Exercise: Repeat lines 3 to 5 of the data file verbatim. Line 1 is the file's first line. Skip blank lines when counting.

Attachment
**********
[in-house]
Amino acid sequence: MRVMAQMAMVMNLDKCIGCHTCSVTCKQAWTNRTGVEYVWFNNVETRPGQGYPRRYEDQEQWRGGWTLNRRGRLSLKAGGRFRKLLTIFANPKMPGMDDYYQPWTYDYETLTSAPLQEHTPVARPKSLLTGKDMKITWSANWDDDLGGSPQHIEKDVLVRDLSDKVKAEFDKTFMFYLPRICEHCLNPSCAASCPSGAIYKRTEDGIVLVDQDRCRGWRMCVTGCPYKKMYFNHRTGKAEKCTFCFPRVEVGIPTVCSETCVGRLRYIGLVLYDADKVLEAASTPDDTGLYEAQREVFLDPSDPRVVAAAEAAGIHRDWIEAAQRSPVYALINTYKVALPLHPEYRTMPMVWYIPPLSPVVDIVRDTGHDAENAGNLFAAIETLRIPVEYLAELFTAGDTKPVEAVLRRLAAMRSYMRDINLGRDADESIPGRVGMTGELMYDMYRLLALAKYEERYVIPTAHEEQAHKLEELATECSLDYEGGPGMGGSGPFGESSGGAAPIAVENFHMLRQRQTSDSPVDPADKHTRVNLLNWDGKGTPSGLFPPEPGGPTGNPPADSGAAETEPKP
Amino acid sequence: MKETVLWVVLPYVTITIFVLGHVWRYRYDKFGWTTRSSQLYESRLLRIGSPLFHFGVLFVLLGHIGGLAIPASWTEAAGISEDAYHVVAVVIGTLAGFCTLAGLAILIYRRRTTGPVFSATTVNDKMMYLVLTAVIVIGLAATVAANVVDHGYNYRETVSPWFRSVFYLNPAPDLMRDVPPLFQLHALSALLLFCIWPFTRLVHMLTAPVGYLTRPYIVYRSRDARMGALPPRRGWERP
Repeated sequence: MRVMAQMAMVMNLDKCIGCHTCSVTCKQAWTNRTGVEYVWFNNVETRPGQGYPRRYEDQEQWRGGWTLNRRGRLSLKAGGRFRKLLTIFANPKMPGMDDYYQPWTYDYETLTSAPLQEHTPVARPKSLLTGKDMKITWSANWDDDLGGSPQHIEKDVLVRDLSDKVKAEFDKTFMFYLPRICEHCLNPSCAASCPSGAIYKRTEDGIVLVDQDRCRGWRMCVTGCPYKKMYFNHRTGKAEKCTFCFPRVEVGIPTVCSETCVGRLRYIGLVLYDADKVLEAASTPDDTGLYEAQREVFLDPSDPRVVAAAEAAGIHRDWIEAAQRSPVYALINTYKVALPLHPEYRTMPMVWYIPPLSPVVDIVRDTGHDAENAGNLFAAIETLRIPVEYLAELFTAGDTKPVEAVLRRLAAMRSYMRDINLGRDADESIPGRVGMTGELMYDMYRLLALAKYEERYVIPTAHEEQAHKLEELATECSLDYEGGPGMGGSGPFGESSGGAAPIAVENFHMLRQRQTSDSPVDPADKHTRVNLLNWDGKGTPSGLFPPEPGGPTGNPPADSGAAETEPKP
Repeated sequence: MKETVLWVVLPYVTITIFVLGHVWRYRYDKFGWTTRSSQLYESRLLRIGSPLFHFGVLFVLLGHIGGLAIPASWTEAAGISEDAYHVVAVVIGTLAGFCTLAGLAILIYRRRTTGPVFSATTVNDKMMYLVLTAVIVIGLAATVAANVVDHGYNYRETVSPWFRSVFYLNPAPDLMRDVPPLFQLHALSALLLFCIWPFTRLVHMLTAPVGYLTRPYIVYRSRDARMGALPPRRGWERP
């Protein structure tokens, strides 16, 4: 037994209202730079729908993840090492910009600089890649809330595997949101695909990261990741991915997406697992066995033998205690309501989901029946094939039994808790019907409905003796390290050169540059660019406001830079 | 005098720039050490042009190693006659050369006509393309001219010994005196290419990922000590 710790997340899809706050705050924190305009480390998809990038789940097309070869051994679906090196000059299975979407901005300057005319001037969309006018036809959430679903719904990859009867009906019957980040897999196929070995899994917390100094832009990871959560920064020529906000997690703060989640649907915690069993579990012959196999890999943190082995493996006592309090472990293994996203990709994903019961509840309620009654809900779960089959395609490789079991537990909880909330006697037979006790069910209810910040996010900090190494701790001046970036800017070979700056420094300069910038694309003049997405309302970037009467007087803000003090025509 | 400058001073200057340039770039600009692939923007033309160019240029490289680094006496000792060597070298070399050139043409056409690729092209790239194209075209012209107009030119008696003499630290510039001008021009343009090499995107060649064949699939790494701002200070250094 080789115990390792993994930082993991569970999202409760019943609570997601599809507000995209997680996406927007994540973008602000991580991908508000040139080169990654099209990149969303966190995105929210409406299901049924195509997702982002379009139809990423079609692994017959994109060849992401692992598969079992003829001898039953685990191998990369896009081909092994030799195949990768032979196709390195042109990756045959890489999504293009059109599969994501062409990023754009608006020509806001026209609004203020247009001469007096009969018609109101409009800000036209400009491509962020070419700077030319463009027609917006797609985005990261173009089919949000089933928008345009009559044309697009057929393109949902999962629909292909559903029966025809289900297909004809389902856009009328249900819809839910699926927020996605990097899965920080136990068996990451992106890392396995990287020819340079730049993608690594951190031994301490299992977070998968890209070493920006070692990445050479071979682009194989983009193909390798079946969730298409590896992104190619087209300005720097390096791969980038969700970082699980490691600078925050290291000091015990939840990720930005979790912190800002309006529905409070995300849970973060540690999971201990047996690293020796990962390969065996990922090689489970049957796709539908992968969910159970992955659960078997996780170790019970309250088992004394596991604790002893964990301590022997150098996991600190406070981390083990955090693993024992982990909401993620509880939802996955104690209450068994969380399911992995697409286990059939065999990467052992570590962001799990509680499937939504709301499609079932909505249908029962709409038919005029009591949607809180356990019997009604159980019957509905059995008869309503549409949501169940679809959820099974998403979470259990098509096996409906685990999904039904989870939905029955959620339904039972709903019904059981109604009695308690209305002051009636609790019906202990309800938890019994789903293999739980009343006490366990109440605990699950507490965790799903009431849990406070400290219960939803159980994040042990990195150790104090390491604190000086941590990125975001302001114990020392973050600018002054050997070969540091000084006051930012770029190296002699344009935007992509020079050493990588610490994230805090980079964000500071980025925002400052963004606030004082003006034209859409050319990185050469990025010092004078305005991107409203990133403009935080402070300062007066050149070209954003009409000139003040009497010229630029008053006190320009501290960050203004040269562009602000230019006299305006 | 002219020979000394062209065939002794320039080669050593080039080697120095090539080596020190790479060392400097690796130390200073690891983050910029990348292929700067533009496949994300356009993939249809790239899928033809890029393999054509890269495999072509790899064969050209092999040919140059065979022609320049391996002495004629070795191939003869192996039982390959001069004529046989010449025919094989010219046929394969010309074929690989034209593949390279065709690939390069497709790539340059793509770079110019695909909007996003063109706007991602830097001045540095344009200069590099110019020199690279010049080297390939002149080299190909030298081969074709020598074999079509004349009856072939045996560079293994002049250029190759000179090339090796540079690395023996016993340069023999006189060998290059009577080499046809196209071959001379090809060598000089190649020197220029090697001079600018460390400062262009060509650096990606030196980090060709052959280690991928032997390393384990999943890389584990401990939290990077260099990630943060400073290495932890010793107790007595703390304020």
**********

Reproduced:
Amino acid sequence: MKETVLWVVLPYVTITIFVLGHVWRYRYDKFGWTTRSSQLYESRLLRIGSPLFHFGVLFVLLGHIGGLAIPASWTEAAGISEDAYHVVAVVIGTLAGFCTLAGLAILIYRRRTTGPVFSATTVNDKMMYLVLTAVIVIGLAATVAANVVDHGYNYRETVSPWFRSVFYLNPAPDLMRDVPPLFQLHALSALLLFCIWPFTRLVHMLTAPVGYLTRPYIVYRSRDARMGALPPRRGWERP
Repeated sequence: MRVMAQMAMVMNLDKCIGCHTCSVTCKQAWTNRTGVEYVWFNNVETRPGQGYPRRYEDQEQWRGGWTLNRRGRLSLKAGGRFRKLLTIFANPKMPGMDDYYQPWTYDYETLTSAPLQEHTPVARPKSLLTGKDMKITWSANWDDDLGGSPQHIEKDVLVRDLSDKVKAEFDKTFMFYLPRICEHCLNPSCAASCPSGAIYKRTEDGIVLVDQDRCRGWRMCVTGCPYKKMYFNHRTGKAEKCTFCFPRVEVGIPTVCSETCVGRLRYIGLVLYDADKVLEAASTPDDTGLYEAQREVFLDPSDPRVVAAAEAAGIHRDWIEAAQRSPVYALINTYKVALPLHPEYRTMPMVWYIPPLSPVVDIVRDTGHDAENAGNLFAAIETLRIPVEYLAELFTAGDTKPVEAVLRRLAAMRSYMRDINLGRDADESIPGRVGMTGELMYDMYRLLALAKYEERYVIPTAHEEQAHKLEELATECSLDYEGGPGMGGSGPFGESSGGAAPIAVENFHMLRQRQTSDSPVDPADKHTRVNLLNWDGKGTPSGLFPPEPGGPTGNPPADSGAAETEPKP
Repeated sequence: MKETVLWVVLPYVTITIFVLGHVWRYRYDKFGWTTRSSQLYESRLLRIGSPLFHFGVLFVLLGHIGGLAIPASWTEAAGISEDAYHVVAVVIGTLAGFCTLAGLAILIYRRRTTGPVFSATTVNDKMMYLVLTAVIVIGLAATVAANVVDHGYNYRETVSPWFRSVFYLNPAPDLMRDVPPLFQLHALSALLLFCIWPFTRLVHMLTAPVGYLTRPYIVYRSRDARMGALPPRRGWERP